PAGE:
Islam and Christianity

In the late antique period of the church, Justinian (482-565 c.e.) ruled the Byzantine or eastern Roman Empire, reasserting an imperial dominion that rivaled the ancient world. He subdued Germanic tribes in the west, especially in North Africa and Italy, and in the east was able to conclude a long-lasting peace with the Persians. His famous Latin compilation of all Roman law, called the Corpus iuris civilis, "Corpus of Civil Law," contained statutes requiring universal orthodox Christian worship and the suppression of all religious rituals associated with paganism. Judaism was also suppressed. Jews were forbidden to use Hebrew in the synagogues and those who did not comply were forced to convert. His insistence upon orthodoxy led to attacks against heretics and extended privileges for the clergy and monastic communities. Justinian was despotic in his attempts to ensure harmony between the eastern and western bishops, but in the end the fractious Christian sects were more concerned with the growing strength of Islam as the Muslims conquered more and more territory.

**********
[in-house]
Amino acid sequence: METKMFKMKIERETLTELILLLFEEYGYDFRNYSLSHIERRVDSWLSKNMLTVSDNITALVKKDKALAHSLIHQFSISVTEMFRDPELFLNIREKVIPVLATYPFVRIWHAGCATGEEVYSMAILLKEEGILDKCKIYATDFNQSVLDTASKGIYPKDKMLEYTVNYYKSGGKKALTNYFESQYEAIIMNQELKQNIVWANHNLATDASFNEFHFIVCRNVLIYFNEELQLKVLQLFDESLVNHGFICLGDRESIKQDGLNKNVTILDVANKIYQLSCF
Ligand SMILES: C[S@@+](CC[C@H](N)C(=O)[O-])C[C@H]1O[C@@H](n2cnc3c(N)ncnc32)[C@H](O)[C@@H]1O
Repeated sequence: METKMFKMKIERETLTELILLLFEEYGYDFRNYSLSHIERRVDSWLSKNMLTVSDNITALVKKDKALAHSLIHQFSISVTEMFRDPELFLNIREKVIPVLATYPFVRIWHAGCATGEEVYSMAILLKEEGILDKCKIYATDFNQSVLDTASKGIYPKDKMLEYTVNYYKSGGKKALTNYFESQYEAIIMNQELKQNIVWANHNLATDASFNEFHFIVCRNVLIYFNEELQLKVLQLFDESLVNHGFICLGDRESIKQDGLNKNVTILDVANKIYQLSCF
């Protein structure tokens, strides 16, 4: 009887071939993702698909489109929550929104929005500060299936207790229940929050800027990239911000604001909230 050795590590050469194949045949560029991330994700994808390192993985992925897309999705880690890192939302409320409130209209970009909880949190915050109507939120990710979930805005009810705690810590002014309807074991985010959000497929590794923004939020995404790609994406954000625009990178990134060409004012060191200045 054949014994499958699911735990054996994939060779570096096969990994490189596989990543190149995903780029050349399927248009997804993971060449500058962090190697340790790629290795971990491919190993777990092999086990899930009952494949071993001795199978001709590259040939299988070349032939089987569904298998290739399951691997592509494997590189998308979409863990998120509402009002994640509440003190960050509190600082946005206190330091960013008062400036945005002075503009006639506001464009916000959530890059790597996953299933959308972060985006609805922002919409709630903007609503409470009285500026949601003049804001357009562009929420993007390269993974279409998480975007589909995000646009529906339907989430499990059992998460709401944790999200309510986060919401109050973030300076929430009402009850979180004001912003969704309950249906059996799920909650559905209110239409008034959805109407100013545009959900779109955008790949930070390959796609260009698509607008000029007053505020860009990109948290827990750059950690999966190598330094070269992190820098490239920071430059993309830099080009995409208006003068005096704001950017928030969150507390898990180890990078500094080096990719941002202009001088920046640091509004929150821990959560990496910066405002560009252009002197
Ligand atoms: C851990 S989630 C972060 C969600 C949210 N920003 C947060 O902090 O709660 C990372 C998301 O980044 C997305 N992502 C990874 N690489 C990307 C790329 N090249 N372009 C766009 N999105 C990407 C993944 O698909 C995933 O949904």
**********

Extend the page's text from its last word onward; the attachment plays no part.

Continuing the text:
Islam (from the Arabic word for "surrender") is the monotheistic Abra-hamic religion that developed in the seventh century, based on the teaching of Muhammad (570-632 c.e.), whom the Muslims claim is the final prophet (after Abraham, Moses, Jesus) of God, and the one to whom he revealed his teachings in the Islamic holy book called the Qu'ran. As God's prophet, Muhammad united several tribes under Islamic law, and by the time of his death Islam had spread over the entire Arabian Peninsula, the area that comprises the modern Arab Gulf States. Islam continued to spread, both by violence and by peaceful proselytizing, but when the Muslims gained the territory of the Holy Land and had spread deep into Christian Europe, Pope Urban II (1088-1099 c.e.) convened the Council of Clermont (1095 c.e.) to respond to this territorial aggression. At that council he called for all the "knights of Christendom" to defend the Holy Land and stop the "pagans" and "infidels" who had attacked their fellow Christians, the Greeks. The pope called this march a pilgrimage and promised that whoever made a vow to God and wore a sign of the cross on his forehead or breast and took up this cause would have his sins forgiven and would enjoy eternal life with God. These military crusades were carried on between 1095 and 1291 c.e., but they were not restricted to aggressions against Muslims. En route to the Holy Land, the crusaders also killed Jews and eastern Christians whom they considered schismatic. In 1202 c.e., Innocent III launched the Fourth Crusade. The crusaders never reached the Holy Land but instead sacked Constantinople, the capital of the Byzantine Empire, and established the Latin empire of Constantinople. This violent offensive left a legacy of distrust and contempt for the western church throughout the entire eastern empire.

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